On Feb. 20, the Kenyan acrobatic show that was featured on “America’s Got Talent” lit up the stage of Baker Memorial Chapel, embodying the Bantu culture of East Africa to Lingala music.
Beginning at around 7 p.m., after a brief greeting speech from the Office of Diversity and Inclusion, the five acrobats dove right into it. They started with some back flips, cartwheels, and the classic “are you ready?” to make sure the audience was hyped for what was about to escalate.
Progressing from simple dancing and bundling tricks, these guys would then invite members of the audience to participate in the limbo.
The real stunts started when the chairs were brought out for handstands. Originally balancing on a single chair, they would then stack them one by one until the fourth one was positioned on an angle, further exemplifying their skills.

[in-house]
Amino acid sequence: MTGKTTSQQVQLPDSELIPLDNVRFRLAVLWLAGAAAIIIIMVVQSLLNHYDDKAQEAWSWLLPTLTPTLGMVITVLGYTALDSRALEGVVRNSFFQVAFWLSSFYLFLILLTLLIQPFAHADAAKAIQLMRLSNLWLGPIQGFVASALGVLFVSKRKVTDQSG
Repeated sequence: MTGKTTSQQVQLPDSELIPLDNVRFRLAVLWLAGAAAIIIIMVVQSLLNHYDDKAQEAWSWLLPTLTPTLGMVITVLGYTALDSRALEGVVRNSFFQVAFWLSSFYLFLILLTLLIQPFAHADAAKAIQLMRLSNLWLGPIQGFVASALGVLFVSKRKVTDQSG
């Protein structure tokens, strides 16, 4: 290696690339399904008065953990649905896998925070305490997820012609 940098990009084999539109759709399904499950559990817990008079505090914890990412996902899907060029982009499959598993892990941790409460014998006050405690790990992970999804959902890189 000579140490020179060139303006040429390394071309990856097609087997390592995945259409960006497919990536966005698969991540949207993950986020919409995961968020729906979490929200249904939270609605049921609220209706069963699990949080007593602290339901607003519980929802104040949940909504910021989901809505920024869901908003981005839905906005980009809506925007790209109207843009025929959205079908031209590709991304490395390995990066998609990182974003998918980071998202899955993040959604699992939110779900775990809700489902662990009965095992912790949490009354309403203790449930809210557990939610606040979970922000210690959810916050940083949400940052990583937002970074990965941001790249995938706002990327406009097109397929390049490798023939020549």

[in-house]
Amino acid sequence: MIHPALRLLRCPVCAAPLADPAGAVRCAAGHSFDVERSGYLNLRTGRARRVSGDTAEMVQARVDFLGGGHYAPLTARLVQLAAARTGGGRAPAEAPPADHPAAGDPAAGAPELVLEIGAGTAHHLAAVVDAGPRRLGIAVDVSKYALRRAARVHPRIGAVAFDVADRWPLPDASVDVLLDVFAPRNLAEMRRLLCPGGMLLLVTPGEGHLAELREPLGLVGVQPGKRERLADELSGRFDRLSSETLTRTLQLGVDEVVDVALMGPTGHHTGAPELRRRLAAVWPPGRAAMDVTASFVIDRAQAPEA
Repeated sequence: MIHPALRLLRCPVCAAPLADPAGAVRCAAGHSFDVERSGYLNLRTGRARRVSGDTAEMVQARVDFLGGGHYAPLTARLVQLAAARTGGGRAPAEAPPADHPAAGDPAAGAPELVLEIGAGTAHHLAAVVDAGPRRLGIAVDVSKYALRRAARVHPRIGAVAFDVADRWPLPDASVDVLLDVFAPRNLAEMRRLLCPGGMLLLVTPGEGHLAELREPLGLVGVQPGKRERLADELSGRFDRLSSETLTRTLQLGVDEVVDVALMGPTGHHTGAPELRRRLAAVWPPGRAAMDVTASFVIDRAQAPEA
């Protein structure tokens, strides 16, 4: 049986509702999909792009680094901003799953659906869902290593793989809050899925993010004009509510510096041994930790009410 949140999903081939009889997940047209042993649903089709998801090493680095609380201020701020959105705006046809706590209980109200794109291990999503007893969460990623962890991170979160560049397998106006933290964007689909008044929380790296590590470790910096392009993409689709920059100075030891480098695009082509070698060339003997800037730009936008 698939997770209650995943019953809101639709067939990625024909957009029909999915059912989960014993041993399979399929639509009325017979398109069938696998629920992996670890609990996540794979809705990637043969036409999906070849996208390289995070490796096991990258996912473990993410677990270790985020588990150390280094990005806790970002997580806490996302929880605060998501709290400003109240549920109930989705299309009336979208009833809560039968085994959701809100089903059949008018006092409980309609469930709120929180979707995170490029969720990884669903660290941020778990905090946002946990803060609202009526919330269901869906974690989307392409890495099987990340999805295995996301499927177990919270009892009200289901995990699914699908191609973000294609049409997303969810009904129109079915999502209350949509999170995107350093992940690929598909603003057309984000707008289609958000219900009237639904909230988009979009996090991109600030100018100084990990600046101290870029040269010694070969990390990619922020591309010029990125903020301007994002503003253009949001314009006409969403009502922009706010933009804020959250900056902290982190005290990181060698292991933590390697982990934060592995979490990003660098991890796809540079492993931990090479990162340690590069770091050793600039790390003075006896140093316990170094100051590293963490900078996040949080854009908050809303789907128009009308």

Following the chair stands was jump rope, but it was not done in the traditional manner. They would jump on their hands, do flips, and pushups. Once again audience members were included, however this time they were recruited as means of encouraging those who were nervous to come up on stage and go all out.
Throughout points in the show the group members would tease that it was already over by saying, “You guys enjoy the show?” or “Can we say bye now?”. This was just a means of making sure the hype didn’t die down in the slightest.
The group also masterfully balanced spinning bowls using wooden dowels on their hands, feet, and even their faces all at the same time.
Closing with the pyramid position with the audience for the last time, they said their final goodbye, allowing pictures to be taken with them just before leaving.
“I like the fact that they brought culture to campus we don’t get much of that,” said Corin Cole, an attendee.
It was a night of culture, music, and dancing. This event—part of several ways to honor Black History Month at McDaniel—was open to anyone; students, staff, alumni, and their families were all welcome.